There are only a couple of minutes left from 2013 and we need to find a good location for watching the fireworks. As everywhere in Europe, for at least one hour, the city turned soon into a fighting arena: a lot of fog and spontaneous little ‘bombs’ threw on the street that you better avoid for the sake of the physical integrity. We found a relatively quiet and safe corner near the sculptural high monument for the victims of wars and watch the show of lights. Around us, people are speaking in French, English, German or the local Luxembourgish and we enjoy after all the international ambiance.
But we have big plans for the next day and we succeed to return to the hotel around 1.30. Six hour later, we are ready for the breakfast, some cups of coffee (me) and an expedition to see as much as possible from the city. We enjoyed our night walks, but the morning light made us feel that we landed in a wonderland. Old city walls and spontaneous glass-and-metal apparitions in the European quarter, enormous bridges over quiet streets separated by water are covered in the wraps of deep silence of the first quiet hours of the morning of the first day of 2014.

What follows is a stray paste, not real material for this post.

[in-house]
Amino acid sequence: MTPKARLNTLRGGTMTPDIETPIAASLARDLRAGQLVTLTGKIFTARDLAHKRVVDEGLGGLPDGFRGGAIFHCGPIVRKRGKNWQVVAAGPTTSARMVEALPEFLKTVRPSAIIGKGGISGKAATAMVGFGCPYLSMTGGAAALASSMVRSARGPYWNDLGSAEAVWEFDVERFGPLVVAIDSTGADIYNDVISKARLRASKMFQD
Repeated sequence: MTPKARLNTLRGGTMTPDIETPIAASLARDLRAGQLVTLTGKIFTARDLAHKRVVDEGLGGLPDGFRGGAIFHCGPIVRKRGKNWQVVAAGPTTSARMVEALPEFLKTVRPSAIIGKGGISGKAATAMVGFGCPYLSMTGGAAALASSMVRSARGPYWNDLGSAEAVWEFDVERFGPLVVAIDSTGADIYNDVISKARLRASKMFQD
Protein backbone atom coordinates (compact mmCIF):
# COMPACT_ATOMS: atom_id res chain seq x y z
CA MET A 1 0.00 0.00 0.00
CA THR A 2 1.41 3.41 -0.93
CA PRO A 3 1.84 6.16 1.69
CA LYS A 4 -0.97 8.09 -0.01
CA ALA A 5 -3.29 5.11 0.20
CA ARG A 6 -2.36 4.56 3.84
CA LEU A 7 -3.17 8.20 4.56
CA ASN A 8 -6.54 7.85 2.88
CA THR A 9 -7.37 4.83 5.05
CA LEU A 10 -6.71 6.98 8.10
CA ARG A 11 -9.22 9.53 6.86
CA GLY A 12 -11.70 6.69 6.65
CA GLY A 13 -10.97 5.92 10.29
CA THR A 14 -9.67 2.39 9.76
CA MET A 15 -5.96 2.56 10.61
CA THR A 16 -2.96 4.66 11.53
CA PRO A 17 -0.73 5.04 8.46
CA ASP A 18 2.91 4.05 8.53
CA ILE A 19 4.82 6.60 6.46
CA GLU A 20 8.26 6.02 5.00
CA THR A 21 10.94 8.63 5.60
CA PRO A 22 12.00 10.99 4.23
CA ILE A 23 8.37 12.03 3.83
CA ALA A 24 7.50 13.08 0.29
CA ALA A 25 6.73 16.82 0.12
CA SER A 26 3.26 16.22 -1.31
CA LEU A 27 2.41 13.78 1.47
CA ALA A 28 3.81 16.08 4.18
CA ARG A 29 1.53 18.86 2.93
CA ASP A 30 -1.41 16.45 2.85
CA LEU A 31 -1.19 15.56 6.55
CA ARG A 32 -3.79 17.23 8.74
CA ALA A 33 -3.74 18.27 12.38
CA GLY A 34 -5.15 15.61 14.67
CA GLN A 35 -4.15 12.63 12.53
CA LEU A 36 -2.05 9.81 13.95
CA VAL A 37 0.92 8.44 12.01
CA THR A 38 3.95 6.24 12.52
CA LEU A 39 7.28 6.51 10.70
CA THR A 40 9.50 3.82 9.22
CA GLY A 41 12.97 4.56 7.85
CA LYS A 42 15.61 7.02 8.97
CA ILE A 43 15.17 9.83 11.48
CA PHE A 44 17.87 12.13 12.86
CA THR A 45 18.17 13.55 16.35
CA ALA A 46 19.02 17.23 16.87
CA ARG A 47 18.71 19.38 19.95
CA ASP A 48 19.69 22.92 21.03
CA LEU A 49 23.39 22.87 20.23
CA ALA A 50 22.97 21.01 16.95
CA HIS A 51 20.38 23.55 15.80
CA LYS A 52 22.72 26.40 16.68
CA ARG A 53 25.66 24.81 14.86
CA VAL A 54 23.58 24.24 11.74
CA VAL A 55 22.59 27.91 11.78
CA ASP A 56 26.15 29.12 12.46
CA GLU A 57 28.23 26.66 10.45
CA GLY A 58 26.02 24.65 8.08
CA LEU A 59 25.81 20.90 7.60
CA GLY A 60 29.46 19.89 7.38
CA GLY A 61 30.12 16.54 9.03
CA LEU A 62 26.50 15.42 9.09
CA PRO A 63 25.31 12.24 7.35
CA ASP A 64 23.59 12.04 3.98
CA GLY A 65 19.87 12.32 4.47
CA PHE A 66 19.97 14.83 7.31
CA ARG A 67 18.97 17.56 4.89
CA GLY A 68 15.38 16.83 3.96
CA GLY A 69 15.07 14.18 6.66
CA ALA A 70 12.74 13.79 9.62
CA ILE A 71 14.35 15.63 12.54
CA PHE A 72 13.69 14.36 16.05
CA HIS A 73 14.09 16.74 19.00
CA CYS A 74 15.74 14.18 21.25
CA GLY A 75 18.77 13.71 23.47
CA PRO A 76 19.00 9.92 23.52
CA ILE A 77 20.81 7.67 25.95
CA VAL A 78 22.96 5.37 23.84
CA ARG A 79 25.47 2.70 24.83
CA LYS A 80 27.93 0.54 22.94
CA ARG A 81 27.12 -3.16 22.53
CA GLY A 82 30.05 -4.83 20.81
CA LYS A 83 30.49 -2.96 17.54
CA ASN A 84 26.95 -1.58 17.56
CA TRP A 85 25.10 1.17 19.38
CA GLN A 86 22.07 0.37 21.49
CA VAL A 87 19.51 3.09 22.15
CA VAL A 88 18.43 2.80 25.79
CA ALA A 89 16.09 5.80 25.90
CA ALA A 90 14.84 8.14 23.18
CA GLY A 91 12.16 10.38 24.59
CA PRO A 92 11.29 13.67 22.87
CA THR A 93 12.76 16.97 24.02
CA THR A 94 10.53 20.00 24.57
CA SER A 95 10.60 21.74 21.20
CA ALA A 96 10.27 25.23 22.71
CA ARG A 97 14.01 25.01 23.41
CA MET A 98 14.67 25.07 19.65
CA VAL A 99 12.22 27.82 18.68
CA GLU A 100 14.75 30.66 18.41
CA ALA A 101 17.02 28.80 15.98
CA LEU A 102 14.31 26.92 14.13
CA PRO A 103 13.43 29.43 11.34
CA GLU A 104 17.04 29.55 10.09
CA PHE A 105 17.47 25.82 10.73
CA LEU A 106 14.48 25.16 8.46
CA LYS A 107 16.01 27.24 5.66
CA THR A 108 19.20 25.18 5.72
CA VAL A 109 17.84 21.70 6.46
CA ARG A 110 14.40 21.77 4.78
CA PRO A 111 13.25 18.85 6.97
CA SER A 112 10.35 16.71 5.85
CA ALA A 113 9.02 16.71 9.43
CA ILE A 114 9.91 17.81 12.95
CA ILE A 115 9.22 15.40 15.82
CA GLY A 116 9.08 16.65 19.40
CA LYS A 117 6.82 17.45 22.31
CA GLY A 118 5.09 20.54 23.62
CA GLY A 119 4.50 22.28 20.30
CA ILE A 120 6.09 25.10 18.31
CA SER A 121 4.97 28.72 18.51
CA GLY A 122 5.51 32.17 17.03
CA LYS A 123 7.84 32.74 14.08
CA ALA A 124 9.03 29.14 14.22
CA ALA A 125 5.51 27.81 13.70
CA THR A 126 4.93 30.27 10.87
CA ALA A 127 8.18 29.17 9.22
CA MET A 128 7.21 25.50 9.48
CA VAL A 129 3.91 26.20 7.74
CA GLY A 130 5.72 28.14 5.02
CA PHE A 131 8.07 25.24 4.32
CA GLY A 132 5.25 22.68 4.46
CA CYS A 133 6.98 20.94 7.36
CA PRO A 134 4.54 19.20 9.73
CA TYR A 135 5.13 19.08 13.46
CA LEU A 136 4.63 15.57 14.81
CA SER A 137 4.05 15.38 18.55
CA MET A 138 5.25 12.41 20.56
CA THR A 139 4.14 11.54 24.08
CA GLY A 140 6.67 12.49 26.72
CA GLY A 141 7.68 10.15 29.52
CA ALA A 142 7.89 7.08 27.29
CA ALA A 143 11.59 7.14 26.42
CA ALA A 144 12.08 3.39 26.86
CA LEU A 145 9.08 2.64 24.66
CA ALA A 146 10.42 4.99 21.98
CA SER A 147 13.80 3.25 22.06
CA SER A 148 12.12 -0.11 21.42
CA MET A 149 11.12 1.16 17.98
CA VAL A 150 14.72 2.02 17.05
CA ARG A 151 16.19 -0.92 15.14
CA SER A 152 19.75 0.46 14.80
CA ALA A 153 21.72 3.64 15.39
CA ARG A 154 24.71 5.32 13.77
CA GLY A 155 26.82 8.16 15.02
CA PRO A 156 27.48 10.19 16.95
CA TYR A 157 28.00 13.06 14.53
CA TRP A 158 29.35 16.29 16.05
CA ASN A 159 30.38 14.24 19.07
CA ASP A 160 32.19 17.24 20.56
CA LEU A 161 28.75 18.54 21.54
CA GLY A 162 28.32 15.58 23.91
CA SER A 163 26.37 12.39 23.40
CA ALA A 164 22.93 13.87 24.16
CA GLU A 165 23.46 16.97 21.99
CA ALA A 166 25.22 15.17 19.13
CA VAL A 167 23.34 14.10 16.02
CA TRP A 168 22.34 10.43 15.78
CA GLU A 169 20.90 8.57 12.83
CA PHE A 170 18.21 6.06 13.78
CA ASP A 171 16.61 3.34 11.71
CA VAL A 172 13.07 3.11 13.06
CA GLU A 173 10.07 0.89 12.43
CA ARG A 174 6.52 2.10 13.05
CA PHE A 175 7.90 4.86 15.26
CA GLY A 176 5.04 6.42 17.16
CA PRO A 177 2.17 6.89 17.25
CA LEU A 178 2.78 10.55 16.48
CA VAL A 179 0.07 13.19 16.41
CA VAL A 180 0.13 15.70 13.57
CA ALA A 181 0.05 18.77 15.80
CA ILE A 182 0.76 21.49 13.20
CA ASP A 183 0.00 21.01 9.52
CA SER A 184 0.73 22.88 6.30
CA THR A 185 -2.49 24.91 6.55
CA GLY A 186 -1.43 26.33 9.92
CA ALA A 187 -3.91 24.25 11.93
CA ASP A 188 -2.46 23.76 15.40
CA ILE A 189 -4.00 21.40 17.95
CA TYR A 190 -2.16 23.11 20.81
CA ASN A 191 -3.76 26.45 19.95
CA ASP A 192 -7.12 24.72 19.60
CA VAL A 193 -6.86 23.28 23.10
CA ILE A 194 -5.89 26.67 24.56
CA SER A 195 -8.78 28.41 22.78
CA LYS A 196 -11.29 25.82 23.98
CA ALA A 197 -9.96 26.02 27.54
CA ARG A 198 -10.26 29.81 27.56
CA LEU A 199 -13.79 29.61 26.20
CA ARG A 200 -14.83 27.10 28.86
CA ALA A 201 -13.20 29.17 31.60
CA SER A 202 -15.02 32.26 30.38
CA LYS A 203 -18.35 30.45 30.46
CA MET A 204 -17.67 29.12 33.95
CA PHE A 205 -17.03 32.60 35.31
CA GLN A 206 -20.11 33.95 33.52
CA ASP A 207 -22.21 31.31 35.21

We go in the direction of boulevard de la Petrousse, for having a look at the building of Caisse d’Epargne, followed by another walk along Boulevard Royal and Rue Notre Dame for the Casino, a building where also the composer Franz Liszt stopped for a while. Rue Philippe II is full of fashion temptations, especially Sonia Rykiel’s shops that I cannot see easily in my part of Europe, but also Marina Rinaldi, Cartier, or Hermès. Everything is closed now, as most part of the restaurants or tempting bakeries and thus, we save a lot of time for arrival fast in the European quarter.